Blinking orange 3 times repeatedly - you have something in between your phone and the charger (remove it) OR your coils aren't aligned as I mentioned above (try centering your phone on the pad)
Blinking orange 4 times - the charger is overheated (remove phone and let it cool down)

Read the section on the charger in the owners manual. It starts around page 385.
 

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The downfall of wireless charging, and its dirty little secret, is that in order to charge efficiently, the two coils (the one in the charger and the one in the phone) must be lined up perfectly together. The further misaligned they are, the more heat is generated rather than charging the battery - sometimes to the point of not charging. Apple solved this with their magsafe charger. They use magnets to line up their charger to their iphone perfectly so you don't have this problem.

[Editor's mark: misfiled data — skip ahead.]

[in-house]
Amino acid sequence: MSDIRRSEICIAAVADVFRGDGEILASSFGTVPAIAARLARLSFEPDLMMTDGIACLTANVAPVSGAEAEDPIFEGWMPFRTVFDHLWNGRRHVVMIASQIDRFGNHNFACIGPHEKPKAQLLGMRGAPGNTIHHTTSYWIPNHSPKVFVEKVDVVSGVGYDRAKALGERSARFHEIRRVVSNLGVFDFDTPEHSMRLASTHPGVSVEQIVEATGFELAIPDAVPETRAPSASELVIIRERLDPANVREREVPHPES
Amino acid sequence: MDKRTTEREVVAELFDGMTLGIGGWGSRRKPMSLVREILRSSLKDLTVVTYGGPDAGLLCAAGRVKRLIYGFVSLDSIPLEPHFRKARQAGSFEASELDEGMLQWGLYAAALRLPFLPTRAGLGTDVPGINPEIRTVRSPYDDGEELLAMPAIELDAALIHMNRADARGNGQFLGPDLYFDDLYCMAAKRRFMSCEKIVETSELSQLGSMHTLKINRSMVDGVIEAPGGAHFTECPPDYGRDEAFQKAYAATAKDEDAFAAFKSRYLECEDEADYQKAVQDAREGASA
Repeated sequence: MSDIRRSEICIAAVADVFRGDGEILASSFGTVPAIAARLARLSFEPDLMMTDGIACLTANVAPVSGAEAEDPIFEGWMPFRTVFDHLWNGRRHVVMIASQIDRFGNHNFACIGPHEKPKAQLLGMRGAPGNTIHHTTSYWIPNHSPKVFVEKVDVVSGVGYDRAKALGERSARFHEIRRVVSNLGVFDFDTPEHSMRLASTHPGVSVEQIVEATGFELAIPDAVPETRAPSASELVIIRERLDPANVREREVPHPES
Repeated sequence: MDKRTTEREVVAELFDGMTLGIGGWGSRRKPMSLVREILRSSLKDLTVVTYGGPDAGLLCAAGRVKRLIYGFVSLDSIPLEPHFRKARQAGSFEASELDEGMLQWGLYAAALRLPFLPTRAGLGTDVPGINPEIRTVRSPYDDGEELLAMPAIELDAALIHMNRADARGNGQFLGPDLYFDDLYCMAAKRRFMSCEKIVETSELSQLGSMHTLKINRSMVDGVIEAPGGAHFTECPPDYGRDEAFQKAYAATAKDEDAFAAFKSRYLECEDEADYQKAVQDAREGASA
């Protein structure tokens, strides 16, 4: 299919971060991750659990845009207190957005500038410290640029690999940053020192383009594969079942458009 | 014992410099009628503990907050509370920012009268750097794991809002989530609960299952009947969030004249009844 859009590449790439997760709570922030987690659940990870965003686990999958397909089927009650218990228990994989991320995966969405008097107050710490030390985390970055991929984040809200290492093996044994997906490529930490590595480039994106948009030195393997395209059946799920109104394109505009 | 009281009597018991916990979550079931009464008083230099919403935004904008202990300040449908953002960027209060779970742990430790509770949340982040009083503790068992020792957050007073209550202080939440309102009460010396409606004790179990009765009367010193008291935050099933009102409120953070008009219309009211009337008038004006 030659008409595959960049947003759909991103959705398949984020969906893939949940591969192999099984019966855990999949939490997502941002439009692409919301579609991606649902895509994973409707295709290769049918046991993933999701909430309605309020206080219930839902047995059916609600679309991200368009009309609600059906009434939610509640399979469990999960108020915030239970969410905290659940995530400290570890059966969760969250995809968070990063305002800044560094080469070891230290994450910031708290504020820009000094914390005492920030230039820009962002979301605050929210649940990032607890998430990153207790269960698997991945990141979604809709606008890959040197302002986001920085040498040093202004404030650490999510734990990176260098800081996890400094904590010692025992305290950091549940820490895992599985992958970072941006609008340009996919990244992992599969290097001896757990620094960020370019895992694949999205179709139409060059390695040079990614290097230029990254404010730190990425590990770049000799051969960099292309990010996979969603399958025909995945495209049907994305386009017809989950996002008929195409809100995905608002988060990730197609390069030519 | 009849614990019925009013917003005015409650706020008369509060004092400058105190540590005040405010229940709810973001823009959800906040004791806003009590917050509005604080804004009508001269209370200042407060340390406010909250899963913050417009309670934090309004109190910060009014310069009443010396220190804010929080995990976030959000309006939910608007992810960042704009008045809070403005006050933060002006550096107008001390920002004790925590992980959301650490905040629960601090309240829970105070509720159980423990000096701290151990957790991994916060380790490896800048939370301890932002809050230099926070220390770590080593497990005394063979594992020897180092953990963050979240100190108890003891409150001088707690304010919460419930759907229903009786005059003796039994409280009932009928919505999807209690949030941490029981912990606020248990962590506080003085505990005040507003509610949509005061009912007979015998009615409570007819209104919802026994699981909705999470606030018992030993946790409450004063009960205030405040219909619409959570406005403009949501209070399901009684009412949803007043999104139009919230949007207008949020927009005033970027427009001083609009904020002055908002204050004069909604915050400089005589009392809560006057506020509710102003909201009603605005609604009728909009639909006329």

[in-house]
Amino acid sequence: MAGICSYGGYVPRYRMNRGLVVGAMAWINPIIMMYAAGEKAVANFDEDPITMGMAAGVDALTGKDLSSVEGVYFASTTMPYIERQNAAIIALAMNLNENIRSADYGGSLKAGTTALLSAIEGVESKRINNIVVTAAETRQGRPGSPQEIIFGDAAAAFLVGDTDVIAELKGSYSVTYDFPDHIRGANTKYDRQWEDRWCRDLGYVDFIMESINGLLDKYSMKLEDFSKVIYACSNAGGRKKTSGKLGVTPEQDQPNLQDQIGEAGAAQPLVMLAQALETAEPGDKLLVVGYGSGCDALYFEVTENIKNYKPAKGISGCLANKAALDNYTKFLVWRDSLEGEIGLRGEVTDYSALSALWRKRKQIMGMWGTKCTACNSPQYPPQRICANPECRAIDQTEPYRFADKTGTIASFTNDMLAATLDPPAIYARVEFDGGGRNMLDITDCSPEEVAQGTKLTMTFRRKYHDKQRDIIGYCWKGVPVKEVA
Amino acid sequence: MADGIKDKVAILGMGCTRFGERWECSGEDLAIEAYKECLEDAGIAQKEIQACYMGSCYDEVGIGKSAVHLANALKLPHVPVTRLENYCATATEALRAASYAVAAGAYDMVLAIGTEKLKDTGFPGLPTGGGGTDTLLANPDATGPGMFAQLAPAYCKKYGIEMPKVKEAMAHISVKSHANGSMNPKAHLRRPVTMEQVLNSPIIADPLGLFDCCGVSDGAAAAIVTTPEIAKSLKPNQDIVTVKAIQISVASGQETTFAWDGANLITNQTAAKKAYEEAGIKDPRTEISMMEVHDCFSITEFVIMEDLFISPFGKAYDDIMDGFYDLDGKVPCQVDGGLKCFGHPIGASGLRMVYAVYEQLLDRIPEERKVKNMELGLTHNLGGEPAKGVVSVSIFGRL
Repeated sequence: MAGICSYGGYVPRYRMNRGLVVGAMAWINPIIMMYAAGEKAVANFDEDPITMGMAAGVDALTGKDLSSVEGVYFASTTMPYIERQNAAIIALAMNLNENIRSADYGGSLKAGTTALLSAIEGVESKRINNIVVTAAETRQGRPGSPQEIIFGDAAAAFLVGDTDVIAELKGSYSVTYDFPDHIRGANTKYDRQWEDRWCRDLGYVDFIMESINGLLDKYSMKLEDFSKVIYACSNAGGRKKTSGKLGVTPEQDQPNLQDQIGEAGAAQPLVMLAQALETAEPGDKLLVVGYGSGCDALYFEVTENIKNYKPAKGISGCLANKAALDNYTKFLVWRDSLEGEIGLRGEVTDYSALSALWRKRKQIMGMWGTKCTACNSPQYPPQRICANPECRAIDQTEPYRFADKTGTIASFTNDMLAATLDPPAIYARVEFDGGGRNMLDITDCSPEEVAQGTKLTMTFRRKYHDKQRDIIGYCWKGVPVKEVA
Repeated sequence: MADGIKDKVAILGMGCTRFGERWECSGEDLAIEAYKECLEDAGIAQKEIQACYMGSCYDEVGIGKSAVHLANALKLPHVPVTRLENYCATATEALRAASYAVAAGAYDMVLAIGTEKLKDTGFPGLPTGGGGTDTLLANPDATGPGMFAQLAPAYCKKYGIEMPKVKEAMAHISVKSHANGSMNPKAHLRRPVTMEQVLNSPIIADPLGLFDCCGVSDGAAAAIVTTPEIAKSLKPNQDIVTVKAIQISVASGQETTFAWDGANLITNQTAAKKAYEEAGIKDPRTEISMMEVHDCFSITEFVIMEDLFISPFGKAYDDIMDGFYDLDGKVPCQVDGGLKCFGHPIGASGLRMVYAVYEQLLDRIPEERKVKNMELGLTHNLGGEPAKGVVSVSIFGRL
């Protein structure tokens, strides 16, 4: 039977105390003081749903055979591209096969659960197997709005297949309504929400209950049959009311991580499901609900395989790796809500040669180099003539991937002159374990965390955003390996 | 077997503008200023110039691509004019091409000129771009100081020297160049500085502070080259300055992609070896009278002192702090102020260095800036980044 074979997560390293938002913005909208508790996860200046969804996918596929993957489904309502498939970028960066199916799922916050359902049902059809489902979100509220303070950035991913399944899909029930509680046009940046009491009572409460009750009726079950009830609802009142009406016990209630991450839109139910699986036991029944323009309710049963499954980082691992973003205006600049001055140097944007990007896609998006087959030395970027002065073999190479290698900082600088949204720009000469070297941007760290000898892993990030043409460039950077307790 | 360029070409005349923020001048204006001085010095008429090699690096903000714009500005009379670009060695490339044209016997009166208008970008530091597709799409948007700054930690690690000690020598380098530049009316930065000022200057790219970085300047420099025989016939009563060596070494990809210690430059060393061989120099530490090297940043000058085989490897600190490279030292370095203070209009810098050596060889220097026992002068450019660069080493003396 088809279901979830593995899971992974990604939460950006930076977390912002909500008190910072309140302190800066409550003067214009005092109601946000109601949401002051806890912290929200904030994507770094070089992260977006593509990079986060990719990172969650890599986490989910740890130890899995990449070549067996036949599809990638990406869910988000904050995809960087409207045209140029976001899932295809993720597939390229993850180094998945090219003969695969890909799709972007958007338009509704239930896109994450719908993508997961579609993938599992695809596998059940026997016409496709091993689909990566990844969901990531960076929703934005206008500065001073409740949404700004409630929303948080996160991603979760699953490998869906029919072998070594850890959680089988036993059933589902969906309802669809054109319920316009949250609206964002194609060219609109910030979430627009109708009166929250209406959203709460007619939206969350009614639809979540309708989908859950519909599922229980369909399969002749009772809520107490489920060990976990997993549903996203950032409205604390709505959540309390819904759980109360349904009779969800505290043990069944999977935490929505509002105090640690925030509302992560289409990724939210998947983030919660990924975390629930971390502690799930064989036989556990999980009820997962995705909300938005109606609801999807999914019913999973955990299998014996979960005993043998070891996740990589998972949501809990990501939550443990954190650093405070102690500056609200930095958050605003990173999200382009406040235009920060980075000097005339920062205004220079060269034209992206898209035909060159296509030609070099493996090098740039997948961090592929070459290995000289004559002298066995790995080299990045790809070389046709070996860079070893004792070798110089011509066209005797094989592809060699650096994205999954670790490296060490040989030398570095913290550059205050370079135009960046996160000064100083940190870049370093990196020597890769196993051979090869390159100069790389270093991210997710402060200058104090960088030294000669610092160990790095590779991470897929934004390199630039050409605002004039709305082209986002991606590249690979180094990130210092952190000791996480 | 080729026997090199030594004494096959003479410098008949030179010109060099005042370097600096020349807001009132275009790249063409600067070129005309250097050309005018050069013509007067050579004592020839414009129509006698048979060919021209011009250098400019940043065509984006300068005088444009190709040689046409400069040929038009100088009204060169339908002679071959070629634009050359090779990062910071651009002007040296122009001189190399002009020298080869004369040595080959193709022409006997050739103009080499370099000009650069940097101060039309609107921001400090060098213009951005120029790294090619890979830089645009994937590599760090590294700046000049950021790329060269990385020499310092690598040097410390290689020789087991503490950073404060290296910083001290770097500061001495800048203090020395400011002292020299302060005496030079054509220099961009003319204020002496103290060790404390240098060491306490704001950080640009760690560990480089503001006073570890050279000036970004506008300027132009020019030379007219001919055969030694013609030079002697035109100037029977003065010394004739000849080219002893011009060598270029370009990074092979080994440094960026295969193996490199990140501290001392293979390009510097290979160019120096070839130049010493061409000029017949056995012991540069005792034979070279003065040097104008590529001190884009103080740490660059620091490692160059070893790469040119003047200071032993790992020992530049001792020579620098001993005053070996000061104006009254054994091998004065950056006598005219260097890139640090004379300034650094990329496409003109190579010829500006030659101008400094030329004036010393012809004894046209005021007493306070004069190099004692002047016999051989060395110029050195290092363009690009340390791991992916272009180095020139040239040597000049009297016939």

The charging pad in the HiHy is pretty big. If you don't have a big phone then chances are you have a lot more room to get things misaligned. Honestly this is the biggest weakness of this technology IMHO. You have to get those coils lined up.

The charger in the HiHy is only a 5 Watt charger. The latest Qi chargers on the market go up to 15 Watts. 5 Watts may not be enough for some of the latest phones. And one should note that, unfortunately, Chargers and devices that are labeled "Qi" compatible are not always compatible. The owner's manual states this and I have personally experienced this with Qi devices before I bought the HiHy.
This makes sense. Now that the wireless charger is useless, is there a way to neatly remove it so I get more space in the console?
 

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Honestly this is the biggest weakness of this technology IMHO. You have to get those coils lined up.
I'm not saying the end result is meeting expectations, but Toyota did think of that:


is there a way to neatly remove it so I get more space in the console?
Yes: